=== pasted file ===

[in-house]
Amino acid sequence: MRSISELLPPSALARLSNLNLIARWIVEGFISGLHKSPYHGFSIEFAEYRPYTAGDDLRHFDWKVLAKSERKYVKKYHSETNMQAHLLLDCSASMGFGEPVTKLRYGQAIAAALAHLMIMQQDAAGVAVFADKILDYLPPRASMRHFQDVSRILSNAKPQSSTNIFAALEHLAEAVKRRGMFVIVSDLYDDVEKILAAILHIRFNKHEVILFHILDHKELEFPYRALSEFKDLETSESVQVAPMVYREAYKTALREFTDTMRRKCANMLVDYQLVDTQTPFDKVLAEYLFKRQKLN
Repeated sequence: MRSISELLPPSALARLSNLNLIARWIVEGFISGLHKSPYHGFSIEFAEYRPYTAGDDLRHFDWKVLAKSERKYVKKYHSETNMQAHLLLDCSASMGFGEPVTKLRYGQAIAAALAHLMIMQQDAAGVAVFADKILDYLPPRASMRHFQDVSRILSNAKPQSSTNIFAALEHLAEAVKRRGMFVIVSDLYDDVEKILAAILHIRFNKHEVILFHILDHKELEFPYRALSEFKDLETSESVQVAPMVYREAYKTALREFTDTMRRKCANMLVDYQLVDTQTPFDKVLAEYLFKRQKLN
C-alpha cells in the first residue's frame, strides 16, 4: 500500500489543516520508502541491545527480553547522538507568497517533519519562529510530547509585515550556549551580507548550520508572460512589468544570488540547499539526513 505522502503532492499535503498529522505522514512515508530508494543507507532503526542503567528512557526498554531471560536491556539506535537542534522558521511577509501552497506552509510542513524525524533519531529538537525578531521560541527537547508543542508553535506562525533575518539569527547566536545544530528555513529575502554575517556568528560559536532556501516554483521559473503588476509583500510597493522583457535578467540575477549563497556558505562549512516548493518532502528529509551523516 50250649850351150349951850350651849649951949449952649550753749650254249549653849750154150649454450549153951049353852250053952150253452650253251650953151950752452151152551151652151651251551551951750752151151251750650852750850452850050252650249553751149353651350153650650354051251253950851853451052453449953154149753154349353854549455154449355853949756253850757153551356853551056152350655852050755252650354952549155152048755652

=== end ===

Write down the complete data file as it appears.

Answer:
[in-house]
Amino acid sequence: MRSISELLPPSALARLSNLNLIARWIVEGFISGLHKSPYHGFSIEFAEYRPYTAGDDLRHFDWKVLAKSERKYVKKYHSETNMQAHLLLDCSASMGFGEPVTKLRYGQAIAAALAHLMIMQQDAAGVAVFADKILDYLPPRASMRHFQDVSRILSNAKPQSSTNIFAALEHLAEAVKRRGMFVIVSDLYDDVEKILAAILHIRFNKHEVILFHILDHKELEFPYRALSEFKDLETSESVQVAPMVYREAYKTALREFTDTMRRKCANMLVDYQLVDTQTPFDKVLAEYLFKRQKLN
Repeated sequence: MRSISELLPPSALARLSNLNLIARWIVEGFISGLHKSPYHGFSIEFAEYRPYTAGDDLRHFDWKVLAKSERKYVKKYHSETNMQAHLLLDCSASMGFGEPVTKLRYGQAIAAALAHLMIMQQDAAGVAVFADKILDYLPPRASMRHFQDVSRILSNAKPQSSTNIFAALEHLAEAVKRRGMFVIVSDLYDDVEKILAAILHIRFNKHEVILFHILDHKELEFPYRALSEFKDLETSESVQVAPMVYREAYKTALREFTDTMRRKCANMLVDYQLVDTQTPFDKVLAEYLFKRQKLN
C-alpha cells in the first residue's frame, strides 16, 4: 500500500489543516520508502541491545527480553547522538507568497517533519519562529510530547509585515550556549551580507548550520508572460512589468544570488540547499539526513 505522502503532492499535503498529522505522514512515508530508494543507507532503526542503567528512557526498554531471560536491556539506535537542534522558521511577509501552497506552509510542513524525524533519531529538537525578531521560541527537547508543542508553535506562525533575518539569527547566536545544530528555513529575502554575517556568528560559536532556501516554483521559473503588476509583500510597493522583457535578467540575477549563497556558505562549512516548493518532502528529509551523516 50250649850351150349951850350651849649951949449952649550753749650254249549653849750154150649454450549153951049353852250053952150253452650253251650953151950752452151152551151652151651251551551951750752151151251750650852750850452850050252650249553751149353651350153650650354051251253950851853451052453449953154149753154349353854549455154449355853949756253850757153551356853551056152350655852050755252650354952549155152048755652